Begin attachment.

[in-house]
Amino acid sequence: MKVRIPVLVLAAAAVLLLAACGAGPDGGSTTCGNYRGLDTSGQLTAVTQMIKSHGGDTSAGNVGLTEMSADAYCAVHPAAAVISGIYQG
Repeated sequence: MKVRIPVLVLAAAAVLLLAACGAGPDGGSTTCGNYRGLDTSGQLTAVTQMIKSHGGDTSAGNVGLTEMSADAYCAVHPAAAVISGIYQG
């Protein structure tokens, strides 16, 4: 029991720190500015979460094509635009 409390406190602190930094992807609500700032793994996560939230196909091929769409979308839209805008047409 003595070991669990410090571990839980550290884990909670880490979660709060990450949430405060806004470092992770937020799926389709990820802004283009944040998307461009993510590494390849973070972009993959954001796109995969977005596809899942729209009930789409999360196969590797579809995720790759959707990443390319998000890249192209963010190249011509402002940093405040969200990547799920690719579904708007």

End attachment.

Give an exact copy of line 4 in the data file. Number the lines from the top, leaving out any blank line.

């Protein structure tokens, strides 16, 4: 029991720190500015979460094509635009 409390406190602190930094992807609500700032793994996560939230196909091929769409979308839209805008047409 003595070991669990410090571990839980550290884990909670880490979660709060990450949430405060806004470092992770937020799926389709990820802004283009944040998307461009993510590494390849973070972009993959954001796109995969977005596809899942729209009930789409999360196969590797579809995720790759959707990443390319998000890249192209963010190249011509402002940093405040969200990547799920690719579904708007």